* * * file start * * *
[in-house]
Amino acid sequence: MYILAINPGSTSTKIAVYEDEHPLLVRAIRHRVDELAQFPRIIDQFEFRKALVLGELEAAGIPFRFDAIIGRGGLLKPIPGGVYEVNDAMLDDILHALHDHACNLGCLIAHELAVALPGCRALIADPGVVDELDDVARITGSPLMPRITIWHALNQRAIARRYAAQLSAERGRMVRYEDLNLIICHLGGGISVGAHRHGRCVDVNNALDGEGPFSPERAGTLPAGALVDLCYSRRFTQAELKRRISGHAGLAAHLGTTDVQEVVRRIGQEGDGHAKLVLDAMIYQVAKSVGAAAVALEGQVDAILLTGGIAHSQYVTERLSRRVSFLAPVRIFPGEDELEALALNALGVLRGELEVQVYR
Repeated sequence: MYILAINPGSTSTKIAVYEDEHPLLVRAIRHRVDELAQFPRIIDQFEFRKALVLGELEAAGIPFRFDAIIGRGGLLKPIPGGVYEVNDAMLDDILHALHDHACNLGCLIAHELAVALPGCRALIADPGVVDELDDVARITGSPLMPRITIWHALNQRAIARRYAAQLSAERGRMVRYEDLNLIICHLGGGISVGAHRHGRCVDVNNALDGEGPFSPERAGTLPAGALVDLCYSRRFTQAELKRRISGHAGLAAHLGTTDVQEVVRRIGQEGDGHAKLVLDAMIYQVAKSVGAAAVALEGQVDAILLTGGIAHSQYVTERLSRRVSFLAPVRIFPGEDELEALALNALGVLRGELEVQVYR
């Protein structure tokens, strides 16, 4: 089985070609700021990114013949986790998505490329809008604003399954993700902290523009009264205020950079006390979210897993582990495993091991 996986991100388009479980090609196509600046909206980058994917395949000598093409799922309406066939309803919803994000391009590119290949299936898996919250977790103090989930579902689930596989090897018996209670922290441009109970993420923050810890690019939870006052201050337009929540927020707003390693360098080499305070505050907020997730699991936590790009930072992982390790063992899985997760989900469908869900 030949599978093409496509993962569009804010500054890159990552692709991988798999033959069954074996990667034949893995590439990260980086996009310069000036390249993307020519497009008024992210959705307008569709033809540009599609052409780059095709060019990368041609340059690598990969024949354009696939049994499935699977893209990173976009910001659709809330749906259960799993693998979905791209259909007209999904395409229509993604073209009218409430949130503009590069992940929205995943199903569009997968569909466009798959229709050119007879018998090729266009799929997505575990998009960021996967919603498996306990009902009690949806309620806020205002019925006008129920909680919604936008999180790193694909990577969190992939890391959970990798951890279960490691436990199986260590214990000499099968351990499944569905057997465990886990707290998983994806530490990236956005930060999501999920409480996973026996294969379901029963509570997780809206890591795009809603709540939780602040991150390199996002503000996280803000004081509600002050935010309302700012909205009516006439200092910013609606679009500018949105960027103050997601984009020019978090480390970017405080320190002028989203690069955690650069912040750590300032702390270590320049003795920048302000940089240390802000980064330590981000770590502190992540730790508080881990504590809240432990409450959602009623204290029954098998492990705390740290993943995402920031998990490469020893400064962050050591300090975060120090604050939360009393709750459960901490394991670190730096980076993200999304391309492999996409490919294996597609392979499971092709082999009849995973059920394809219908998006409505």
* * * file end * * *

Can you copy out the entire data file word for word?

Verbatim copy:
[in-house]
Amino acid sequence: MYILAINPGSTSTKIAVYEDEHPLLVRAIRHRVDELAQFPRIIDQFEFRKALVLGELEAAGIPFRFDAIIGRGGLLKPIPGGVYEVNDAMLDDILHALHDHACNLGCLIAHELAVALPGCRALIADPGVVDELDDVARITGSPLMPRITIWHALNQRAIARRYAAQLSAERGRMVRYEDLNLIICHLGGGISVGAHRHGRCVDVNNALDGEGPFSPERAGTLPAGALVDLCYSRRFTQAELKRRISGHAGLAAHLGTTDVQEVVRRIGQEGDGHAKLVLDAMIYQVAKSVGAAAVALEGQVDAILLTGGIAHSQYVTERLSRRVSFLAPVRIFPGEDELEALALNALGVLRGELEVQVYR
Repeated sequence: MYILAINPGSTSTKIAVYEDEHPLLVRAIRHRVDELAQFPRIIDQFEFRKALVLGELEAAGIPFRFDAIIGRGGLLKPIPGGVYEVNDAMLDDILHALHDHACNLGCLIAHELAVALPGCRALIADPGVVDELDDVARITGSPLMPRITIWHALNQRAIARRYAAQLSAERGRMVRYEDLNLIICHLGGGISVGAHRHGRCVDVNNALDGEGPFSPERAGTLPAGALVDLCYSRRFTQAELKRRISGHAGLAAHLGTTDVQEVVRRIGQEGDGHAKLVLDAMIYQVAKSVGAAAVALEGQVDAILLTGGIAHSQYVTERLSRRVSFLAPVRIFPGEDELEALALNALGVLRGELEVQVYR
């Protein structure tokens, strides 16, 4: 089985070609700021990114013949986790998505490329809008604003399954993700902290523009009264205020950079006390979210897993582990495993091991 996986991100388009479980090609196509600046909206980058994917395949000598093409799922309406066939309803919803994000391009590119290949299936898996919250977790103090989930579902689930596989090897018996209670922290441009109970993420923050810890690019939870006052201050337009929540927020707003390693360098080499305070505050907020997730699991936590790009930072992982390790063992899985997760989900469908869900 030949599978093409496509993962569009804010500054890159990552692709991988798999033959069954074996990667034949893995590439990260980086996009310069000036390249993307020519497009008024992210959705307008569709033809540009599609052409780059095709060019990368041609340059690598990969024949354009696939049994499935699977893209990173976009910001659709809330749906259960799993693998979905791209259909007209999904395409229509993604073209009218409430949130503009590069992940929205995943199903569009997968569909466009798959229709050119007879018998090729266009799929997505575990998009960021996967919603498996306990009902009690949806309620806020205002019925006008129920909680919604936008999180790193694909990577969190992939890391959970990798951890279960490691436990199986260590214990000499099968351990499944569905057997465990886990707290998983994806530490990236956005930060999501999920409480996973026996294969379901029963509570997780809206890591795009809603709540939780602040991150390199996002503000996280803000004081509600002050935010309302700012909205009516006439200092910013609606679009500018949105960027103050997601984009020019978090480390970017405080320190002028989203690069955690650069912040750590300032702390270590320049003795920048302000940089240390802000980064330590981000770590502190992540730790508080881990504590809240432990409450959602009623204290029954098998492990705390740290993943995402920031998990490469020893400064962050050591300090975060120090604050939360009393709750459960901490394991670190730096980076993200999304391309492999996409490919294996597609392979499971092709082999009849995973059920394809219908998006409505």